The First General Session of the Synod of Bishops “For a Synodal Church: Communion, Participation, and Mission” has concluded. On October 28, the voting members of the synod voted—paragraph by paragraph—on a synthesis (or summary) report, written in Italian, with the title (in translation) of “A Synodal Church on Mission.” (Pro tip: some web browsers will allow you to generate an automatic—albeit poor— translation into English.) As Courtney Mares reports, “The 42-page text covers 20 topics from ‘the Dignity of Women’ to ‘the Bishop of Rome in the College of Bishops.’ For each topic, ‘convergences,’ ‘matters for consideration,’ and ‘proposals’ are outlined.”1
The nature of this document should be explained. It is not a magisterial text with any teaching authority. Neither is it a juridical document implementing any changes to canon law or Church governance. It is merely a document summarizing the results of the conversations that took place during the assembly’s small-group and plenary sessions. This text is an interim document, since the synod is not completely over. “This report will go back to local churches around the world for further consideration and input for the next phase of the synodal process and the next session in Rome in Oct. 2024,” notes Cindy Wooden.2 As Jonathan Liedl observes, “Although the synthesis document is not a final synodal report that will be presented to the pope, it is widely seen as a critical point of inflection, setting the stage for the final step of the Synod on Synodality.”3 In other words, it is a springboard for further discernment and discussions.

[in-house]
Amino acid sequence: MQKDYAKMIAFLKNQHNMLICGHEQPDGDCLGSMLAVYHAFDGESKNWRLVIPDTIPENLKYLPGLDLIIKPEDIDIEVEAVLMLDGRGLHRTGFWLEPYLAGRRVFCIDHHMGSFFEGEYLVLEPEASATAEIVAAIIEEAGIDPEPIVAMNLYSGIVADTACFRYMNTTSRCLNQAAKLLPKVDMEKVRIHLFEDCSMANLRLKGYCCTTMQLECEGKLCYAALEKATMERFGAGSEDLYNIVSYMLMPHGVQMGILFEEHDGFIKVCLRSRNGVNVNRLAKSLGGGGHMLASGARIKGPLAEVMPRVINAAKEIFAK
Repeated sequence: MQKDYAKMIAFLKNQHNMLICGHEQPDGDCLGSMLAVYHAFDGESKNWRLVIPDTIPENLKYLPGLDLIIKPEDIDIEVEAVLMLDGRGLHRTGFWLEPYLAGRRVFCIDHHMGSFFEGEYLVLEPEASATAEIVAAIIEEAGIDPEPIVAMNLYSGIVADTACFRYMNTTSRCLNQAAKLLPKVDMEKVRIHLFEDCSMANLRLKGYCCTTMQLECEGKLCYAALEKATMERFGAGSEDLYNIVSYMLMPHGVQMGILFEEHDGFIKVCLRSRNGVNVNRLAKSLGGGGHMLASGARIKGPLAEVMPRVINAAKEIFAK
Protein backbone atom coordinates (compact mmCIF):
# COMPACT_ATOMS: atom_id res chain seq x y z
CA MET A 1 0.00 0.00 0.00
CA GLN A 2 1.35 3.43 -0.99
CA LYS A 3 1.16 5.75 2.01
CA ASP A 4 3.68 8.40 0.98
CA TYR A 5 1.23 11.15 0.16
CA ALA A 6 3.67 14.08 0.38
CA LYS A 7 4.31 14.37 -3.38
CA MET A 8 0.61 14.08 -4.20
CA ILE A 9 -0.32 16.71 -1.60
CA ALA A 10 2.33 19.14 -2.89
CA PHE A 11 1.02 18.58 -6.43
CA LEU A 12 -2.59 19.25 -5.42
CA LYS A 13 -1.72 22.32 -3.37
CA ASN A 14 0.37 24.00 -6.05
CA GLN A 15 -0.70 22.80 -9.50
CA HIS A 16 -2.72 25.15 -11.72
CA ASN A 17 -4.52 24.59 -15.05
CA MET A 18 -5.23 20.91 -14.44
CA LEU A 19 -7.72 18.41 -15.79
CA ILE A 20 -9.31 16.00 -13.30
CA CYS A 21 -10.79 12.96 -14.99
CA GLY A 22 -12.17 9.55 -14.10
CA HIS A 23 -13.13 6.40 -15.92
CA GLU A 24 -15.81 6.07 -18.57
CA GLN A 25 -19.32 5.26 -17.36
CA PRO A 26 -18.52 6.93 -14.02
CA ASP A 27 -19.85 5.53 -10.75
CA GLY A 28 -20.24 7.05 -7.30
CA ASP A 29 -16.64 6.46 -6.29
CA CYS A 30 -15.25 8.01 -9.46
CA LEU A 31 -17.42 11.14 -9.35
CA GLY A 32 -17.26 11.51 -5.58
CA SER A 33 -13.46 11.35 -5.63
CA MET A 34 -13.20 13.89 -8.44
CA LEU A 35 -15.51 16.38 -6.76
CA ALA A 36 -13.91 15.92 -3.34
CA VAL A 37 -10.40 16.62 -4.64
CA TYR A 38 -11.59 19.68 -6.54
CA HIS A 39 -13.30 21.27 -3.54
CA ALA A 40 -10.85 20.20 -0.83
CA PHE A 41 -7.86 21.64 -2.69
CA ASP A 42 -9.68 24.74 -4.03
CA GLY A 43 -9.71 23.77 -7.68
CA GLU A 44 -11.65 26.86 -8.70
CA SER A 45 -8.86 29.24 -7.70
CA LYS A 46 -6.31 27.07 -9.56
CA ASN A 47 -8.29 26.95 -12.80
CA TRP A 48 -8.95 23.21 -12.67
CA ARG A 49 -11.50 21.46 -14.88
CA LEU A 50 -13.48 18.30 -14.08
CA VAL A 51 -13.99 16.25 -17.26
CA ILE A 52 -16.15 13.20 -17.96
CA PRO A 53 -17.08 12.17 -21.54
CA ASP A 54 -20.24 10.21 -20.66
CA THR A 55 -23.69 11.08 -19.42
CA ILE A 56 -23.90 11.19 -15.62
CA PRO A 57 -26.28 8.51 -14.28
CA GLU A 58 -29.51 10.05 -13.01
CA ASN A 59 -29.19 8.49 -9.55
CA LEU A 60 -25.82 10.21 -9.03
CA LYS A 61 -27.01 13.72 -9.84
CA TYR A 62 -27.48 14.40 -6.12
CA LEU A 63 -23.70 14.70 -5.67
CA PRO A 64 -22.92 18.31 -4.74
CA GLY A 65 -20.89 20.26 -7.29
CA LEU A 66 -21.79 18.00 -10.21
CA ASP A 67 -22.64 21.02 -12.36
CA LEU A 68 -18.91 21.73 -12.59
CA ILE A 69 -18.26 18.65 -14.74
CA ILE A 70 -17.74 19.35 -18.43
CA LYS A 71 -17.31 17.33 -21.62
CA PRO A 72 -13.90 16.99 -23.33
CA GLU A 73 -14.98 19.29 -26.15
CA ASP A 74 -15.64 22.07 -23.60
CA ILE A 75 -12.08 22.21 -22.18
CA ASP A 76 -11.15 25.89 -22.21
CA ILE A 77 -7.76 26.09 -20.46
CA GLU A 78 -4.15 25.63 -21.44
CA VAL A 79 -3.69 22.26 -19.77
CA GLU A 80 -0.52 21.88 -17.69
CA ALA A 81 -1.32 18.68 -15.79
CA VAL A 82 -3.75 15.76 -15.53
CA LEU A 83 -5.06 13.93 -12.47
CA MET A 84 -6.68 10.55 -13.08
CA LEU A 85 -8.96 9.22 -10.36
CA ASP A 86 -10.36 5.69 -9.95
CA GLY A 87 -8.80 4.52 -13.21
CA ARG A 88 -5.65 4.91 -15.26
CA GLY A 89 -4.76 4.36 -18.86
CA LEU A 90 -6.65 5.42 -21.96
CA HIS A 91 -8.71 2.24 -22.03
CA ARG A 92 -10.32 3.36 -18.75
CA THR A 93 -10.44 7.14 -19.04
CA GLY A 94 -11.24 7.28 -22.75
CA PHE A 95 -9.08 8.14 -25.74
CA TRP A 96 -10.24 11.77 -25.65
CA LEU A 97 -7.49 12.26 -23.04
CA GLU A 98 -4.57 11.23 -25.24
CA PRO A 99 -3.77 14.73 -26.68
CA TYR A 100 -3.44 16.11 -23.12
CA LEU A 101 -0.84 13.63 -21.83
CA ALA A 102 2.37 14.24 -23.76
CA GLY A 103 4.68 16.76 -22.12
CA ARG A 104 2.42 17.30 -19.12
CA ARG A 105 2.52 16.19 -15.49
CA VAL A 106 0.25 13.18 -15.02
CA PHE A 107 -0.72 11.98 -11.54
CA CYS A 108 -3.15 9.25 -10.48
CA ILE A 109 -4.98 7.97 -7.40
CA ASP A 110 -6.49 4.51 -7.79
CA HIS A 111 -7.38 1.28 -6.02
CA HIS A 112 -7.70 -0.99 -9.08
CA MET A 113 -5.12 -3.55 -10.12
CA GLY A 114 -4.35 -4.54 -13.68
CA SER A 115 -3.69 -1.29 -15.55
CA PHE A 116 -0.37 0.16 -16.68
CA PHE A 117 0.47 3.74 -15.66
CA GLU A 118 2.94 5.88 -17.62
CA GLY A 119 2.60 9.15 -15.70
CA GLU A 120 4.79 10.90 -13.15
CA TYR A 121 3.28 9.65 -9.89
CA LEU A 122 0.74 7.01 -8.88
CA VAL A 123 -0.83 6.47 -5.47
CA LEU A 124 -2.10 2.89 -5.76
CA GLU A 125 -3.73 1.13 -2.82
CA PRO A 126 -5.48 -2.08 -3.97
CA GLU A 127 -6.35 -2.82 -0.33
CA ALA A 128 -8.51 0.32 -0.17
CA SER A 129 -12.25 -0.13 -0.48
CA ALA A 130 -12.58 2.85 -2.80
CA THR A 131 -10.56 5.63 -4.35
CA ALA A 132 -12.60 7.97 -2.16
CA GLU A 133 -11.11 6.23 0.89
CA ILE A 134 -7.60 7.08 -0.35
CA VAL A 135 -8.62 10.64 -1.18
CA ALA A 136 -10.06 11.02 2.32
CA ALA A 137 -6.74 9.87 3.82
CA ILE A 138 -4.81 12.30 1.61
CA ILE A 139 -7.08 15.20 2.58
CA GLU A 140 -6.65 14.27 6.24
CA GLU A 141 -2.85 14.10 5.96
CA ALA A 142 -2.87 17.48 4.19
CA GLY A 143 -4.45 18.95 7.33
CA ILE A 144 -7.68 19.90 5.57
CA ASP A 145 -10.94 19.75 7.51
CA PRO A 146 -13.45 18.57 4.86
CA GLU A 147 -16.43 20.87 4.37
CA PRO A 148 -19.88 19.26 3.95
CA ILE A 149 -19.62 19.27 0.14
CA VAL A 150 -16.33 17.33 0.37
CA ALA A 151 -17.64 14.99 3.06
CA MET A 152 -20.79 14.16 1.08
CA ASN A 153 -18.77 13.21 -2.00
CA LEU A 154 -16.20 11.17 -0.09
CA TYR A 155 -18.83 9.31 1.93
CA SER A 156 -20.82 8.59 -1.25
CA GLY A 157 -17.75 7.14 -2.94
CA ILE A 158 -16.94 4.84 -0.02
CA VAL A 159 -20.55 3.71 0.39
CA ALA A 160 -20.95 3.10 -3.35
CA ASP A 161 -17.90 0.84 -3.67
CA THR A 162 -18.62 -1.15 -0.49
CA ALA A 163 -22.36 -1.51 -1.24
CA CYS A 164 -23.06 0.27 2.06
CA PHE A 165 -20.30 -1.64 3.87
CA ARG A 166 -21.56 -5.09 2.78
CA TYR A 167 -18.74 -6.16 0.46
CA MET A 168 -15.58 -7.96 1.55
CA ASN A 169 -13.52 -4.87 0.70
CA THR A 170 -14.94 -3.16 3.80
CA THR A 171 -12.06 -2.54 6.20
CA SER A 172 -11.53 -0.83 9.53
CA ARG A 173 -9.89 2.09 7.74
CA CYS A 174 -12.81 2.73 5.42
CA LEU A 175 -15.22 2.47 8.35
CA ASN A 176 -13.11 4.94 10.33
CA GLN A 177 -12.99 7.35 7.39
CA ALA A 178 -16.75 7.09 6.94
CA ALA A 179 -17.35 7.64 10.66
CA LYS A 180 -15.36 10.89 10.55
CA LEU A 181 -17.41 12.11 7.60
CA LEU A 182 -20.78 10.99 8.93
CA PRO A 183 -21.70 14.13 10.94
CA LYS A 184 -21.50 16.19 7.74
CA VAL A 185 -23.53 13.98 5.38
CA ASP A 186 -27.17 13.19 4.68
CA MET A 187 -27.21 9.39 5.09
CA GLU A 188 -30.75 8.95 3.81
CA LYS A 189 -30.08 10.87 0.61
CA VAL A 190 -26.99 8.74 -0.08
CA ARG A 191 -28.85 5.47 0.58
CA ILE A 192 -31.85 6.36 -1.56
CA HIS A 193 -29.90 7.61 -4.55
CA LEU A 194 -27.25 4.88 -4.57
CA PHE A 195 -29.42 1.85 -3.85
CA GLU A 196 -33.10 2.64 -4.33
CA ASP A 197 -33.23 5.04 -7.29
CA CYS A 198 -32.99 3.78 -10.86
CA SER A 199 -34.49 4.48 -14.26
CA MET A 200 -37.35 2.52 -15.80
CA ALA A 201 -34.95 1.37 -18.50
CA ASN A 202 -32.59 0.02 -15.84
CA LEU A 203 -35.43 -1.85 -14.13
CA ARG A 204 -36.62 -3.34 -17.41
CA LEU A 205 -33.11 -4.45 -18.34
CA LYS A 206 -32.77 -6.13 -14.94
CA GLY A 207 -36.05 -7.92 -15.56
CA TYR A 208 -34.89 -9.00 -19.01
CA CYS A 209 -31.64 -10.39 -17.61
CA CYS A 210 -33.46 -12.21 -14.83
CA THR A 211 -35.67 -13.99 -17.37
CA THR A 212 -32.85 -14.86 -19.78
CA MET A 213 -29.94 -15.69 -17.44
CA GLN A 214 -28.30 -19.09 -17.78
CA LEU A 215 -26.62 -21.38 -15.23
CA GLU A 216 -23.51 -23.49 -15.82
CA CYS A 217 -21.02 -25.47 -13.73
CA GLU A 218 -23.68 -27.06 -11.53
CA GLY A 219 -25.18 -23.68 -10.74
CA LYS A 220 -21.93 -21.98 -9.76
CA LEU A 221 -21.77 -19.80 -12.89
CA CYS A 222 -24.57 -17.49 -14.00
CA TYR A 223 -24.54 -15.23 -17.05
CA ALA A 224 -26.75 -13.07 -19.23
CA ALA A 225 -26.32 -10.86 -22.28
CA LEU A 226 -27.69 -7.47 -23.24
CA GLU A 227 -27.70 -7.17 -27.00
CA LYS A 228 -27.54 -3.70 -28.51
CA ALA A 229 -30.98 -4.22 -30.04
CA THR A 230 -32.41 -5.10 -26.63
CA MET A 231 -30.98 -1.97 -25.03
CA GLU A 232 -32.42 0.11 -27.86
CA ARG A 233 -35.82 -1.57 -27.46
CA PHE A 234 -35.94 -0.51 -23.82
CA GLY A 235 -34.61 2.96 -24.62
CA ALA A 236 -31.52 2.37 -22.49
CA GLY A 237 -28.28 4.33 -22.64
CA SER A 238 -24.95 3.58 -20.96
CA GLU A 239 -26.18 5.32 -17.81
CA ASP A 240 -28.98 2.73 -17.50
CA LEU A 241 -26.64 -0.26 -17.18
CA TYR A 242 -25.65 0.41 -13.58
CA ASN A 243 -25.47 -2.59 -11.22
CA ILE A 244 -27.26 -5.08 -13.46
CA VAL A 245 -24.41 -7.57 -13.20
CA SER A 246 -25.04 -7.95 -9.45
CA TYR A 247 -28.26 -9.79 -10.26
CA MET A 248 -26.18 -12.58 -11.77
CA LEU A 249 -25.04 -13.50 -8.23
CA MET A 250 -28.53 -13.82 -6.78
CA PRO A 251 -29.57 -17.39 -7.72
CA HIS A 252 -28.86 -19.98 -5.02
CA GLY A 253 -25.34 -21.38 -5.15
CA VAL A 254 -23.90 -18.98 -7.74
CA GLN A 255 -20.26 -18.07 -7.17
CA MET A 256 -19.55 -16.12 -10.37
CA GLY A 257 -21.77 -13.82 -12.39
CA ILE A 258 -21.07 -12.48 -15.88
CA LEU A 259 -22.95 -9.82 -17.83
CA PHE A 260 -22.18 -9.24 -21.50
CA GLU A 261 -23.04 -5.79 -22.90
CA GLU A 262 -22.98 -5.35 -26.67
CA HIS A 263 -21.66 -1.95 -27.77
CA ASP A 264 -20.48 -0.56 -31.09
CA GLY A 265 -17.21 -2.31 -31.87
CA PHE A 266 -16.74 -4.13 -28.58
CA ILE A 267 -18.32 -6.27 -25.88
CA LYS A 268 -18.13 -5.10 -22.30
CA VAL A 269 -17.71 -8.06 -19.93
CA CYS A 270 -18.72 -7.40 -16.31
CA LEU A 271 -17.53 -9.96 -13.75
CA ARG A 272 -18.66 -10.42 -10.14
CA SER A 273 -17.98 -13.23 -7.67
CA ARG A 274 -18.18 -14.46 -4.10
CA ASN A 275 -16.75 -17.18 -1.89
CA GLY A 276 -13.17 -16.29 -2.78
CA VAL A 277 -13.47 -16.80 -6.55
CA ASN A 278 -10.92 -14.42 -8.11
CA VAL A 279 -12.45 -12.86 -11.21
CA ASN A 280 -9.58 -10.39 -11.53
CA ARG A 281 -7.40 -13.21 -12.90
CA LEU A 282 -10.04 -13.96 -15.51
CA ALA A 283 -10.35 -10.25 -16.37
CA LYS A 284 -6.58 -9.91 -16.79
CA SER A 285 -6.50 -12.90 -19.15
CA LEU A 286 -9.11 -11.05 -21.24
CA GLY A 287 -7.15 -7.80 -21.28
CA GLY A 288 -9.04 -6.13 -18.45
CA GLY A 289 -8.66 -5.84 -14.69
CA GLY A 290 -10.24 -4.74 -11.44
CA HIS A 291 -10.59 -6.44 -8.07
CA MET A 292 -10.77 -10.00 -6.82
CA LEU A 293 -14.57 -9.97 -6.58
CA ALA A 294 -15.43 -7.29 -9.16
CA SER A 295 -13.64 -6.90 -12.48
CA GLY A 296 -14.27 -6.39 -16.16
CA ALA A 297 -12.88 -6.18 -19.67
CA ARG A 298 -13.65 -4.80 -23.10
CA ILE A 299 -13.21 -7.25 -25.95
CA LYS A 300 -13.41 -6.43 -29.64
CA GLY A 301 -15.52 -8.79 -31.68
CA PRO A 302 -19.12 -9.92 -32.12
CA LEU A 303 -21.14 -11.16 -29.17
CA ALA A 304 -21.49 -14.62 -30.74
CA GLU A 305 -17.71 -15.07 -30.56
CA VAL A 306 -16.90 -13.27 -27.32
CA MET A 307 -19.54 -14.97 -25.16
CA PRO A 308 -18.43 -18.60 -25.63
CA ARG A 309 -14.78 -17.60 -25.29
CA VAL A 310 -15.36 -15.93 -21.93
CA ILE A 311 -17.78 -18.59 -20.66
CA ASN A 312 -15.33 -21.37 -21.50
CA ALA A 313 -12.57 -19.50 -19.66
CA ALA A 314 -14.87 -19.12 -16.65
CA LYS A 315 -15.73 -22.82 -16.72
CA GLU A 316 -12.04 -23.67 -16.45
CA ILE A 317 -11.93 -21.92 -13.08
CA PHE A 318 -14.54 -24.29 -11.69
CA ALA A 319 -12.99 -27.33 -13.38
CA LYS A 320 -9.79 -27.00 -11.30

The finalization of the document was not without its challenges. “A draft text, a copy of which was obtained by The Pillar, reportedly prompted more than 1,000 requests for amendments,”4 writes Luke Coppen. This fact is not surprising; it was already obvious from earlier reports that the synod membership was divided on key, controversial questions. As a result, “absent from the summary report are definitive conclusions on same-sex blessings, women’s ordination, and a handful of other hot-button topics that have drawn the lion’s share of media attention during this year’s assembly,”5 notes Courtney Mares.
With respect to women and the diaconate, the document acknowledges the continued divergence on this issue.
Different positions have been expressed regarding the access of women to the diaconal ministry. Some consider that this step would be unacceptable as it is discontinuous with Tradition. For others, however, granting women access to the diaconate would restore a Church practice of the early Church. Still others discern in this passage an appropriate and necessary response to the signs of the times, faithful to Tradition and able to find an echo in the hearts of many who seek a renewed vitality and energy in the Church. Some express the fear that this request will be an expression of a dangerous anthropological confusion, which by accepting the Church would align itself with the spirit of the time.
Interestingly, Pope Francis addressed this issue himself apart from the synod. Despite the speculation by many commentators that Pope Francis would seek to change the Church’s practice on women’s ordination, he has insisted on the contrary. As Hannah Brockhaus relates, “Pope Francis reaffirmed the impossibility of women becoming priests, or even modern Church deacons, in an interview for a book released Tuesday in Italy. The question of whether some women in the early Church were ‘deaconesses’ or another kind of collaborator with the bishops is ‘not relevant, because holy orders is reserved for men,’ the pope said.”6